…or Biscoito ‘Grobo’, if you prefer.
I was browsing new Brazilian compositions when I found a great CD called Doces Cariocas and when I heard a song called Chuvisco on the disc, I had to find out who sang it. After I did a little digging, I pulled up a little info on this beautiful singer, which I’ll post below.
“Born in Washington DC, Brazilian-American singer/songwriter Alexia Bomtempo has lived most of her 23 years of age in Rio de Janeiro. After studying voice in New England for 3 years, Alexia returned to Brazil, where she has been performing frequently at well-known clubs in the music circuit. Her many songwriting partners include Pierre Aderne, Dadi and Mú Carvalho, among others. With a voice that has been described as a delight to contemporary Brazilian popular music, Alexia recently got signed to EMI for her first album called “Astrolábio”, which was produced by Dadi.”
I’ll post a few Youtube videos and a picture I found on the Brazilian internet portal UOL. She’s definitely one to watch out for!
Roxanne (Sting cover)
Quanto Tempo (partnership with Pierre Aderne)
Línox is a 34-year-old Brazilian artist living in Rio de Janeiro who just launched his sophmore solo project named Positivo. A talented musician, he’s been playing the drums since he was 12 and writing songs since he was 22. His talents don’t stop there, Línox is also a producer and the owner of his own label Fibra Records, although he prefers to simply be a man well-connected to words and ideas. He took part in various musical projects along with other partners and eventually making his solo project out of his signature poetry and lyrics. A peaceful guy and a yoga enthusiast, he still takes time to be involved in social causes, such as the Movimento pela Gentileza (Movement for Kindness). Línox tries to incorporate some of this vibe onto his album Positivo, allowing a purely Brazilian state of mind to shine through in such a globalized world. In a simple musical language, influenced by Brazilian Popular Music (MPB), Rock and Reggae among other genres, Línox gets his message across while leaving in the mind of the listener, the sweet flavor of his music.
Here’s one of his hits, Stop Stress.
The Sound of Conquerers
There’s a book in Portuguese called “Triste Fim de Policarpo Quaresma” by Lima Barreto in which the main character (Policarpo Quaresma) is a nationalist who revolts against the Portuguese language, dismissing it as the language of the colonizers. His answer is for all Brazilians to return to their native linguistic roots, in this case, Tupi-Guarani.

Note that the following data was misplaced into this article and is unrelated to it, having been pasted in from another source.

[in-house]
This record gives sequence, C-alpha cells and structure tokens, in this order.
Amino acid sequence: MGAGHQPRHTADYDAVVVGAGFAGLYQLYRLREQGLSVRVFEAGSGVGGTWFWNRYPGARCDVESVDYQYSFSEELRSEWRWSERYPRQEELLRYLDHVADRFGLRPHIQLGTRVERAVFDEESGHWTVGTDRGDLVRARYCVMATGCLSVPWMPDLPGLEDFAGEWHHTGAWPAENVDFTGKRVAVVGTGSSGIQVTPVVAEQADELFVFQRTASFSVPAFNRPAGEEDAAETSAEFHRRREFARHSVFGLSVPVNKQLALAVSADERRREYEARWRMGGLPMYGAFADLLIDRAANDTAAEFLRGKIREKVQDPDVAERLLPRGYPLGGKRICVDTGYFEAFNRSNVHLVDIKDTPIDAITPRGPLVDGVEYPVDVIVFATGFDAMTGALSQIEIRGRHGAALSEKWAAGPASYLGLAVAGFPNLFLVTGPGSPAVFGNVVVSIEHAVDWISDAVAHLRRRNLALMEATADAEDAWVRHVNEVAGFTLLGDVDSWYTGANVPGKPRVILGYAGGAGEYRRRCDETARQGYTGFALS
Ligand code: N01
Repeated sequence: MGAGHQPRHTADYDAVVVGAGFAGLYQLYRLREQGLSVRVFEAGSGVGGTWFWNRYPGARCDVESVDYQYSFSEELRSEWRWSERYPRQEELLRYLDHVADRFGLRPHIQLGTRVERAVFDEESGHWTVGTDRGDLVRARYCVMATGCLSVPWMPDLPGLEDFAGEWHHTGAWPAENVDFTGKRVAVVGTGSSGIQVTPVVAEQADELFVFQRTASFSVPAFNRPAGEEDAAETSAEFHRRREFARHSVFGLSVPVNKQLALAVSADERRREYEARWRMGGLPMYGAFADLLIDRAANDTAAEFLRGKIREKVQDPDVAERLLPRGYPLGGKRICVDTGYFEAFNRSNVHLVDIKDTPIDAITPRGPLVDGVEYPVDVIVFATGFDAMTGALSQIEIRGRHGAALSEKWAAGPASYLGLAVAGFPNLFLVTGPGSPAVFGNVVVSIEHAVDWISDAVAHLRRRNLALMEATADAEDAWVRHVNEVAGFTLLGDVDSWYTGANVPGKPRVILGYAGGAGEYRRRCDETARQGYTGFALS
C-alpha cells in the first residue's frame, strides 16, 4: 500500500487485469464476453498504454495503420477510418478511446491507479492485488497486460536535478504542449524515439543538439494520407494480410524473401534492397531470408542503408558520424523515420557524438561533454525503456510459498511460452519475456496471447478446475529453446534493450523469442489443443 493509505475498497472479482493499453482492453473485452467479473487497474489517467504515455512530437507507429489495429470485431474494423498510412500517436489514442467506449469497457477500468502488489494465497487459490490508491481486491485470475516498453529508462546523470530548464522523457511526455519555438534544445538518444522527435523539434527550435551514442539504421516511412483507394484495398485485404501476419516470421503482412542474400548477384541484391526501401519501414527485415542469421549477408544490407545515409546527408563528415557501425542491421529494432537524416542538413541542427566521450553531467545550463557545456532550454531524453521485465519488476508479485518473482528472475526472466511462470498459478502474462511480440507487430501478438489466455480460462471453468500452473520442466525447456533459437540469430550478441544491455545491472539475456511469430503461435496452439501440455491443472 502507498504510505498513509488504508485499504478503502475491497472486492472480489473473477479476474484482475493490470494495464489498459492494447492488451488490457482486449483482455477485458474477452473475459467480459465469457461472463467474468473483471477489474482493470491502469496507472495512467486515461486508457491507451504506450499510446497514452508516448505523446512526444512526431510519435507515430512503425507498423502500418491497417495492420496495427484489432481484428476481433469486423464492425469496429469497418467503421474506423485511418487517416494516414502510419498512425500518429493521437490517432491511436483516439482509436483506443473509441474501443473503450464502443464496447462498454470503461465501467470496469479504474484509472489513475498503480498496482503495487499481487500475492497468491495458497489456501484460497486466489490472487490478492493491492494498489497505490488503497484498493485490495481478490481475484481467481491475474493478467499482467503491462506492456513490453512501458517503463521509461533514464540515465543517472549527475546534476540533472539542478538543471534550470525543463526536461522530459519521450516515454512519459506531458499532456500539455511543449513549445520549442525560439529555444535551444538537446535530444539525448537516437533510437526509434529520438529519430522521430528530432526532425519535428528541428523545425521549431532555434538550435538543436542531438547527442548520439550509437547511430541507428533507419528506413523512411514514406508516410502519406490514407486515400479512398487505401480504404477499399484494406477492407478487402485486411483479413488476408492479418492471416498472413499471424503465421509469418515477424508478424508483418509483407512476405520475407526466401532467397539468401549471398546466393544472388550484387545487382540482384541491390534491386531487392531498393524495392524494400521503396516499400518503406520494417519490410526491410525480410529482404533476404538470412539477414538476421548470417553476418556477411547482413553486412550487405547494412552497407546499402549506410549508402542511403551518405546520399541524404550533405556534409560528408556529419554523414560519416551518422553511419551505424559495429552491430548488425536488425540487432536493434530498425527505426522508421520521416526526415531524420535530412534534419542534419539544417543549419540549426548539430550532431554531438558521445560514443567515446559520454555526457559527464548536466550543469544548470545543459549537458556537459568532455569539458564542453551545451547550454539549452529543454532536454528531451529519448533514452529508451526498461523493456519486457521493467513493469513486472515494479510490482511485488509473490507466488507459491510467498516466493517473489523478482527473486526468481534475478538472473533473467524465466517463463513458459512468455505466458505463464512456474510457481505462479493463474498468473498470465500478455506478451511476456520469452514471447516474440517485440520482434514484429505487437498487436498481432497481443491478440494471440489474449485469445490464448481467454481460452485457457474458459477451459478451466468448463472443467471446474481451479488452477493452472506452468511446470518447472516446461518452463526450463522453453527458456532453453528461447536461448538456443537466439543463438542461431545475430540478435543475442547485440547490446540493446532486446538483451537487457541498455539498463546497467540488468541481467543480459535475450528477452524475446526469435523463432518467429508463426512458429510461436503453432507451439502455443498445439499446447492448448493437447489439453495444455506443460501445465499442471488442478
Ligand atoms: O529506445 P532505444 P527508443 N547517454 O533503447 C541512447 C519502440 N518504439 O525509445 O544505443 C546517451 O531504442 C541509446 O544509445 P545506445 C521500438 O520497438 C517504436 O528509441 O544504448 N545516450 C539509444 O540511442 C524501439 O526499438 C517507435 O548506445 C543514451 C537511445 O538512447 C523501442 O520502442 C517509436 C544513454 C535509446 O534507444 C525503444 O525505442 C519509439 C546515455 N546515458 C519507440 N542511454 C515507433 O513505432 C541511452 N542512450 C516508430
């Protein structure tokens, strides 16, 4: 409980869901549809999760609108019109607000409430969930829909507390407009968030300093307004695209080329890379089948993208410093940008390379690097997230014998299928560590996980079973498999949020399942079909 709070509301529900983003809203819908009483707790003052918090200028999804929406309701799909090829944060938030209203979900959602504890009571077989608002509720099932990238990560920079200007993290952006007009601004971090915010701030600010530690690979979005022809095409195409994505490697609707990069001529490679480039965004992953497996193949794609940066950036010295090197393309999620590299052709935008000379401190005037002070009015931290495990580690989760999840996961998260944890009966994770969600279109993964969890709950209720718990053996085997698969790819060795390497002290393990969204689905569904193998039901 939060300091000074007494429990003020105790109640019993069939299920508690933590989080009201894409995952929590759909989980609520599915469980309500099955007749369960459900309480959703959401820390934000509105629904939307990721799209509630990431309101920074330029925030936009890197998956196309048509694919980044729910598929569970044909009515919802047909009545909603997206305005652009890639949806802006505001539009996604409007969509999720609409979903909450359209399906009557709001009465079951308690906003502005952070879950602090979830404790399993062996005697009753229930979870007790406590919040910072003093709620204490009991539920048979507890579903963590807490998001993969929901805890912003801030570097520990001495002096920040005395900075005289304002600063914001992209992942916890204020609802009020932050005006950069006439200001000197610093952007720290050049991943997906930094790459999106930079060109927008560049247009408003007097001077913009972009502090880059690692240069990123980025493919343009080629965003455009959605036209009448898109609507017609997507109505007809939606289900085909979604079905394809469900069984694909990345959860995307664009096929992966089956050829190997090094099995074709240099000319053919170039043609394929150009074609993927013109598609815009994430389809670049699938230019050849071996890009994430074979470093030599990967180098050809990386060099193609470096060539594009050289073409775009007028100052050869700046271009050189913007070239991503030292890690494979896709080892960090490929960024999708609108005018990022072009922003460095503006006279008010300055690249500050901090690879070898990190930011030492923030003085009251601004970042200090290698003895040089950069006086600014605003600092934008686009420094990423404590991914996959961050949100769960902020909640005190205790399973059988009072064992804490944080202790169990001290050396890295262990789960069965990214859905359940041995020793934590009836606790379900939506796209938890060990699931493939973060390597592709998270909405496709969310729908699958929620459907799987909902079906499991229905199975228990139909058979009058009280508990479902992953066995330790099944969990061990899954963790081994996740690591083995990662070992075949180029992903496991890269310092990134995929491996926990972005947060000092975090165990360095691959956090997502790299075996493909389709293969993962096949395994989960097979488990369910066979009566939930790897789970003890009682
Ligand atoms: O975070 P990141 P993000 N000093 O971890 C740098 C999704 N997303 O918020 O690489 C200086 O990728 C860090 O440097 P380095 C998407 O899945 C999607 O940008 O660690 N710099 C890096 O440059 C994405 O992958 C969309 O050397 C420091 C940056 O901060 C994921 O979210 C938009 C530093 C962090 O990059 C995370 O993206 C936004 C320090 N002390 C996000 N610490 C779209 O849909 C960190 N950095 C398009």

A possible flaw in Policarpo’s reasoning can be found in the fact that the Portuguese, the Tupis and the Guaranis were all conquerers of “lesser” peoples and tribes. For all intesive purposes, Tupi-Guarani wasn’t the only native language of Brazil, but due to both the Tupi and the Guarani violent way of life, it was the dominant language of the time.
With the release of Barreto’s novel in 1911, there have been pushes by select groups of nationalists and linguists alike over the years to bring Tupi-Guarani back as the official language of Brazil. The issue has however only been taken as far as the educational system, where attempts have been made to get it accepted into the school systems as an elective class. The general marginalization of the tribes have taken their tongues with them making Tupi-Guarani virtually non-spoken among modern Brazilians.
The meaning of Tupi is “the great father” or “leader” and likewise, Guarani means “warrior”. Their language still can be seen in an extremely large number of geographic locations throughout Brazil. A few of these names were mentioned in the post on State Etymologies on this site. Tupi-Guarani is actually a sub-group of the Tupi langauges, which encompasses 53 langauges in 11 groups, of which Tupi and Guarani are the most widely used.
A Little History
When the Portuguese arrived in Brazil, they found that wherever they went along the vast coast of this newly discovered land, most natives spoke similar languages. Jesuit missionaries took advantage of these similarities, systematizing common standards then named línguas gerais (general languages), which were spoken in that region until the 19th century. The best known and most widely spoken of these languages was Old Tupi, a modern descendent of which is still used today by Indians around the Rio Negro region, where it is known as Nheengatu, or the “fine language”.
In the neighbouring Spanish colonies, Guarani, another Tupian language closely related to Old Tupi, had a similar history, but managed to resist the spread of Spanish more successfully than Tupi resisted Portuguese. Today, Guarani has 7 million speakers, and is one of the official languages of Paraguay and Bolivia.
The Tupis, Guaranis and other tribes had many advantages over the Portuguese and could have put up quite a fight if they so desired, instead they aided in the founding and building of São Paulo (Portuguese for Saint Paul), or as it was known by the Indians, Piritininga (Tupi-Guarani for Dried Fish).
Some Tupi-Guarani Words
English speakers know…
Other examples include…
Capoeira – Old Forest
Carioca – White Man’s Hut
Tijuca – Mud
Guanabara – Bottom of the Sea
Ipanema – Bad Waters